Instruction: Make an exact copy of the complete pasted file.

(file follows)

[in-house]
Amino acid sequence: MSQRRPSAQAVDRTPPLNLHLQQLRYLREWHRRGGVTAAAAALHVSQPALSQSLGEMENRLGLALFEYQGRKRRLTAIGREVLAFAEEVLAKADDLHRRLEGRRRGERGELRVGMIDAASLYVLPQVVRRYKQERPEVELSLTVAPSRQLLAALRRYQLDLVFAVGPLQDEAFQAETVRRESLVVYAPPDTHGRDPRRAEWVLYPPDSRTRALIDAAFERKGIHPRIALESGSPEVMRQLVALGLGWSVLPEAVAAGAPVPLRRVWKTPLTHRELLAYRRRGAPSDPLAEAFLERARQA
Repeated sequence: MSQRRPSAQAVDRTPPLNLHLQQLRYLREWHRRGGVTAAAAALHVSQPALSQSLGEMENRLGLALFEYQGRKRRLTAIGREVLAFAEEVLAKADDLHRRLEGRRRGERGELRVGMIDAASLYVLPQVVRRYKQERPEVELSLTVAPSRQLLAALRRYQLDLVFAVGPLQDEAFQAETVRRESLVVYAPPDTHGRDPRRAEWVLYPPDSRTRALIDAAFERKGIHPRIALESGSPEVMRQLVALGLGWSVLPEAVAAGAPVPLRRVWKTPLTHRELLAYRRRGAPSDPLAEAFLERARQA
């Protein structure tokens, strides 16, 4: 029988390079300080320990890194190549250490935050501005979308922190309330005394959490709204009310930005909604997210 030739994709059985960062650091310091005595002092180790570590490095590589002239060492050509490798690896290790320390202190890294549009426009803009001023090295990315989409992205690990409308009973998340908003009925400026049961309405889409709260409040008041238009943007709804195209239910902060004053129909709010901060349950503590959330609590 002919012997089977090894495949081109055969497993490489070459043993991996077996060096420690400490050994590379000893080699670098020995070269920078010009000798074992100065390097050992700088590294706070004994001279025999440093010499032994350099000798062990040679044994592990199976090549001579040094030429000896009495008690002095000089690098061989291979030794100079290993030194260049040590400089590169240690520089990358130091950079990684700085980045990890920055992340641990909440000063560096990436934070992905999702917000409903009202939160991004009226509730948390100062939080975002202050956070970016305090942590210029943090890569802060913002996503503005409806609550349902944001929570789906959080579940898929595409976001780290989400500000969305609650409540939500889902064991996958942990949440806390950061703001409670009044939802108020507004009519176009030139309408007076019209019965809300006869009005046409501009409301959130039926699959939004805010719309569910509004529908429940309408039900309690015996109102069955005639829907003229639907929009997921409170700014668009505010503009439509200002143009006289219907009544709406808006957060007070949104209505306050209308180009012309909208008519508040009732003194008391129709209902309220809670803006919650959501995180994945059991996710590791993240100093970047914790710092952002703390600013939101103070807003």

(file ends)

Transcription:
[in-house]
Amino acid sequence: MSQRRPSAQAVDRTPPLNLHLQQLRYLREWHRRGGVTAAAAALHVSQPALSQSLGEMENRLGLALFEYQGRKRRLTAIGREVLAFAEEVLAKADDLHRRLEGRRRGERGELRVGMIDAASLYVLPQVVRRYKQERPEVELSLTVAPSRQLLAALRRYQLDLVFAVGPLQDEAFQAETVRRESLVVYAPPDTHGRDPRRAEWVLYPPDSRTRALIDAAFERKGIHPRIALESGSPEVMRQLVALGLGWSVLPEAVAAGAPVPLRRVWKTPLTHRELLAYRRRGAPSDPLAEAFLERARQA
Repeated sequence: MSQRRPSAQAVDRTPPLNLHLQQLRYLREWHRRGGVTAAAAALHVSQPALSQSLGEMENRLGLALFEYQGRKRRLTAIGREVLAFAEEVLAKADDLHRRLEGRRRGERGELRVGMIDAASLYVLPQVVRRYKQERPEVELSLTVAPSRQLLAALRRYQLDLVFAVGPLQDEAFQAETVRRESLVVYAPPDTHGRDPRRAEWVLYPPDSRTRALIDAAFERKGIHPRIALESGSPEVMRQLVALGLGWSVLPEAVAAGAPVPLRRVWKTPLTHRELLAYRRRGAPSDPLAEAFLERARQA
């Protein structure tokens, strides 16, 4: 029988390079300080320990890194190549250490935050501005979308922190309330005394959490709204009310930005909604997210 030739994709059985960062650091310091005595002092180790570590490095590589002239060492050509490798690896290790320390202190890294549009426009803009001023090295990315989409992205690990409308009973998340908003009925400026049961309405889409709260409040008041238009943007709804195209239910902060004053129909709010901060349950503590959330609590 002919012997089977090894495949081109055969497993490489070459043993991996077996060096420690400490050994590379000893080699670098020995070269920078010009000798074992100065390097050992700088590294706070004994001279025999440093010499032994350099000798062990040679044994592990199976090549001579040094030429000896009495008690002095000089690098061989291979030794100079290993030194260049040590400089590169240690520089990358130091950079990684700085980045990890920055992340641990909440000063560096990436934070992905999702917000409903009202939160991004009226509730948390100062939080975002202050956070970016305090942590210029943090890569802060913002996503503005409806609550349902944001929570789906959080579940898929595409976001780290989400500000969305609650409540939500889902064991996958942990949440806390950061703001409670009044939802108020507004009519176009030139309408007076019209019965809300006869009005046409501009409301959130039926699959939004805010719309569910509004529908429940309408039900309690015996109102069955005639829907003229639907929009997921409170700014668009505010503009439509200002143009006289219907009544709406808006957060007070949104209505306050209308180009012309909208008519508040009732003194008391129709209902309220809670803006919650959501995180994945059991996710590791993240100093970047914790710092952002703390600013939101103070807003």